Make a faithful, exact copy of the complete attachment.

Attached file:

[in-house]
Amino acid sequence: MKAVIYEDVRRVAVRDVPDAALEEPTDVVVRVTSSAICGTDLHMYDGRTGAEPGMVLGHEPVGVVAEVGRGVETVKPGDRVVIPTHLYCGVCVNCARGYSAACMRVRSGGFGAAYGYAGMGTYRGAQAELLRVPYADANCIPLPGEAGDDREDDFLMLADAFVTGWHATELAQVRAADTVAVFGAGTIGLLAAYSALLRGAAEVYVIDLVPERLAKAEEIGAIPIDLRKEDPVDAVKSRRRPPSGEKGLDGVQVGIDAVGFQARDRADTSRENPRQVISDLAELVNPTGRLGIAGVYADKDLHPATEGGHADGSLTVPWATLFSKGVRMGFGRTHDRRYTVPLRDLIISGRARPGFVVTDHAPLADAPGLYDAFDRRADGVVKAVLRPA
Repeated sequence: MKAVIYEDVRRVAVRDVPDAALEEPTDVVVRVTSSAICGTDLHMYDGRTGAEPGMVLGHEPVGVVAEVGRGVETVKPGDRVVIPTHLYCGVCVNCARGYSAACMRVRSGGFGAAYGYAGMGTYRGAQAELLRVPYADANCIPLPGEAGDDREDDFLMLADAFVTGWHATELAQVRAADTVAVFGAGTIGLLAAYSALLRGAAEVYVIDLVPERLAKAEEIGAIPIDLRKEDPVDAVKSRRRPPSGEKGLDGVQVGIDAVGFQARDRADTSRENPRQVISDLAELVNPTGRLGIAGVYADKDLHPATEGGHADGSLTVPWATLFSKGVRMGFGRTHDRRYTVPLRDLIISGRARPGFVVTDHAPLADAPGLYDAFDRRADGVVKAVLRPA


[in-house]
Amino acid sequence: MKAVIYEDVRRVAVRDVPDAALEEPTDVVVRVTSSAICGTDLHMYDGRTGAEPGMVLGHEPVGVVAEVGRGVETVKPGDRVVIPTHLYCGVCVNCARGYSAACMRVRSGGFGAAYGYAGMGTYRGAQAELLRVPYADANCIPLPGEAGDDREDDFLMLADAFVTGWHATELAQVRAADTVAVFGAGTIGLLAAYSALLRGAAEVYVIDLVPERLAKAEEIGAIPIDLRKEDPVDAVKSRRRPPSGEKGLDGVQVGIDAVGFQARDRADTSRENPRQVISDLAELVNPTGRLGIAGVYADKDLHPATEGGHADGSLTVPWATLFSKGVRMGFGRTHDRRYTVPLRDLIISGRARPGFVVTDHAPLADAPGLYDAFDRRADGVVKAVLRPA
Repeated sequence: MKAVIYEDVRRVAVRDVPDAALEEPTDVVVRVTSSAICGTDLHMYDGRTGAEPGMVLGHEPVGVVAEVGRGVETVKPGDRVVIPTHLYCGVCVNCARGYSAACMRVRSGGFGAAYGYAGMGTYRGAQAELLRVPYADANCIPLPGEAGDDREDDFLMLADAFVTGWHATELAQVRAADTVAVFGAGTIGLLAAYSALLRGAAEVYVIDLVPERLAKAEEIGAIPIDLRKEDPVDAVKSRRRPPSGEKGLDGVQVGIDAVGFQARDRADTSRENPRQVISDLAELVNPTGRLGIAGVYADKDLHPATEGGHADGSLTVPWATLFSKGVRMGFGRTHDRRYTVPLRDLIISGRARPGFVVTDHAPLADAPGLYDAFDRRADGVVKAVLRPA